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We are delighted to present the next instalment of Tales From the Clinic, which follows Jessica* as she enters the veterinary profession. Jessica has recently graduated from vet school and is sharing her first-hand experiences with you.

How Mentorship Has Helped me to Settle In

So, I have settled in really well. It made such a difference shadowing for the first couple of weeks and slowly being weaned onto my own consult column rather than being chucked in at the deep end and expected to keep afloat! That way I feel more confident, and supported, going into things.

Something that cannot be stressed enough is the importance of having a more experienced vet or mentor to talk through cases or treatment plans with you. If you talk through a case thoroughly with a mentor, you will know what to do next time. I have found that repetition is key, even with the basics! Going over the basics have helped me to build a sturdy foundation, both in terms of technical skill and confidence.

Finding the Job That’s Right For You

As you will know from last time, I had a brief experience working in a mixed animal clinic. Now I am working in a small animal clinic, it doesn’t feel so overwhelming. For example, I don’t have to jump from seeing a horse out in the freezing cold on my own, then driving back to the practice, to then go straight into a 15 minute consultation!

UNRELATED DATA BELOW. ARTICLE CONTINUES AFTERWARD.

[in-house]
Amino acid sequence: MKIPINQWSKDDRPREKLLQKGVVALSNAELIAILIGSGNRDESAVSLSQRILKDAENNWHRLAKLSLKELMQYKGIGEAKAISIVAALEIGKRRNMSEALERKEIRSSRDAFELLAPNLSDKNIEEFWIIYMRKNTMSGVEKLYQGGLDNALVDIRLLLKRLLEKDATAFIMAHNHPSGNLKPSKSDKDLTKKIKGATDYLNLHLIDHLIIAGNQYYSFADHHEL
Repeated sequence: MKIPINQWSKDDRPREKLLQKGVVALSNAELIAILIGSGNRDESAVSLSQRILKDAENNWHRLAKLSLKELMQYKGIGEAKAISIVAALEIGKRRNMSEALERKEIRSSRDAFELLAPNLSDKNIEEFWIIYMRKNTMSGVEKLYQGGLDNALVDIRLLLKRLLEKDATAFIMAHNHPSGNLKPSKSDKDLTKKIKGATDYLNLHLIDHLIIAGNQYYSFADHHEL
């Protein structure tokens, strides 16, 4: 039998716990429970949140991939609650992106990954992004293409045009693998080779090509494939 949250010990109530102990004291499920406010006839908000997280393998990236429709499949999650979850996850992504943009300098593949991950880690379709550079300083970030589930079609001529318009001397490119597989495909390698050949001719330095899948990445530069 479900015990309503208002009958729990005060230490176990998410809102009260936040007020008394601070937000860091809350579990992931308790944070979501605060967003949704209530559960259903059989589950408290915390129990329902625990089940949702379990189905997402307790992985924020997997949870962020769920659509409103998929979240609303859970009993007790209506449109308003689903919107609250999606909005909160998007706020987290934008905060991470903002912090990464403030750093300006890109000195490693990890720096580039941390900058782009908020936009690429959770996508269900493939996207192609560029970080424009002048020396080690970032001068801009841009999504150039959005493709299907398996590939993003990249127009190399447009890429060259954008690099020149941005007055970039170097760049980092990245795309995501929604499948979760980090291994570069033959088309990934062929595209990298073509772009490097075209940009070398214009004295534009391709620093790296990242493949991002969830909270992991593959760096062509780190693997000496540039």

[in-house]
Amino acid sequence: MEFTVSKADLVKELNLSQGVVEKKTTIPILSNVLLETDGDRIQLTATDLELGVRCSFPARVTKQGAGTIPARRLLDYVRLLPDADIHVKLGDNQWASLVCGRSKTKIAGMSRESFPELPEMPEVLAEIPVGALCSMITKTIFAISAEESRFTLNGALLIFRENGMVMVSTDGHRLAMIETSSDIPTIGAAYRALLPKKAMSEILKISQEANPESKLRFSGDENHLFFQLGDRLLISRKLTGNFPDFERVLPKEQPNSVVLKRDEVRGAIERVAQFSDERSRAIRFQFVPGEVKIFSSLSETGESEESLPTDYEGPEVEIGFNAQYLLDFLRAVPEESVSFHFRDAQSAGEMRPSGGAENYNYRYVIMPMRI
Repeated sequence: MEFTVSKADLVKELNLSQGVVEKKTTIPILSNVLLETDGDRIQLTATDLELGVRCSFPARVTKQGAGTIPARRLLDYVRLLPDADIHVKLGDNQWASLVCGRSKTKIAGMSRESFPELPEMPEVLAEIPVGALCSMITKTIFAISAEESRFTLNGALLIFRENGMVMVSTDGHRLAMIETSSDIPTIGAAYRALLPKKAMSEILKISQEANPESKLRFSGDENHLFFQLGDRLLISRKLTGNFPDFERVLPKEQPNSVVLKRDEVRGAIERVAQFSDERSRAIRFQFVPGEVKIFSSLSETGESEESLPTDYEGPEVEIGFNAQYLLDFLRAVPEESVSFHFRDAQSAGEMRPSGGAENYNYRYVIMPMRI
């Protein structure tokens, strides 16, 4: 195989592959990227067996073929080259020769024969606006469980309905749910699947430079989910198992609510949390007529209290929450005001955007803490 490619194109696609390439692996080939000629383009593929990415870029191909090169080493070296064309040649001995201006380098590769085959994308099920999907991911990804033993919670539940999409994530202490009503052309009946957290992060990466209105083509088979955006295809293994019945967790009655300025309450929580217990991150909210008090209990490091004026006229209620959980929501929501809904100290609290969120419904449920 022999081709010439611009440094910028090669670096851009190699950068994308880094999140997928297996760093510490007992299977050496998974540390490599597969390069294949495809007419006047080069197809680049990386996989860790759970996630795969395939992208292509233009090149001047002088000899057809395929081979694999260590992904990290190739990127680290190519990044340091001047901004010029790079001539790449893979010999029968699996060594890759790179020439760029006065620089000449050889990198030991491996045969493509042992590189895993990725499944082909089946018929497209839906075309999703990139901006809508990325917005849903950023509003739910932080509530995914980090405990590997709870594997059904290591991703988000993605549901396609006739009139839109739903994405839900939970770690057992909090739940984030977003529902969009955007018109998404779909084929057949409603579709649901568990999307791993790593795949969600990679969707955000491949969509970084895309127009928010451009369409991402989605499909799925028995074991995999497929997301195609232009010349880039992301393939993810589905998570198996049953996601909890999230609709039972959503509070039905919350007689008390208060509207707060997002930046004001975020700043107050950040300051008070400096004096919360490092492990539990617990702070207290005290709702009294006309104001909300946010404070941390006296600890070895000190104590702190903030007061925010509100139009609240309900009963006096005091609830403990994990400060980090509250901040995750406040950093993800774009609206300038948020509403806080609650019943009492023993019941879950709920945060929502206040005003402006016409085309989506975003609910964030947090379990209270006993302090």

Obviously, everyone has different preferred lifestyles, but this is why working in veterinary medicine is so good! You can tailor the job depending on the amount of variety you will enjoy, your specific interests, and whether you thrive under pressure. 

I have actually gone down to a four day week, which has made a huge difference! I feel I have a much better work-life balance compared to in my first job. I now have the energy to practice hobbies, to have Zoom catch ups with my friends, which in themselves are great ways to wind down.

Overall, I would urge any new veterinarian to seek out the support of their colleagues, especially more experienced vets. Mentorship is helping me to build my confidence, because I can talk through specific cases in detail and improve for next time. I feel much more supported in my current job, which is all to do with the quality of onboarding and that I was able to shadow an experienced vet before jumping into my own consultations. Finally, I have a great support network around me, I regularly chat to my friends and family and make time to wind down and practice hobbies. Never underestimate this last point; taking time out and having fun is fundamental to being a successful veterinarian!

If you are a new veterinarian entering the profession during these uncertain times, take heed from Jessica and invest in the following:

  • Mentorship: find a mentor who is experienced, and has similar clinical interests. See if you can shadow them before taking on consultations by yourself.
  • Onboarding: during your interview for a new job, or during a conversation with your boss, ask about the onboarding process. What kind of support will you be given, and for how long?

Network: reach out to your network, instead of being alone with your thoughts. You can join our growing network of veterinarians striving for career success and happiness here.

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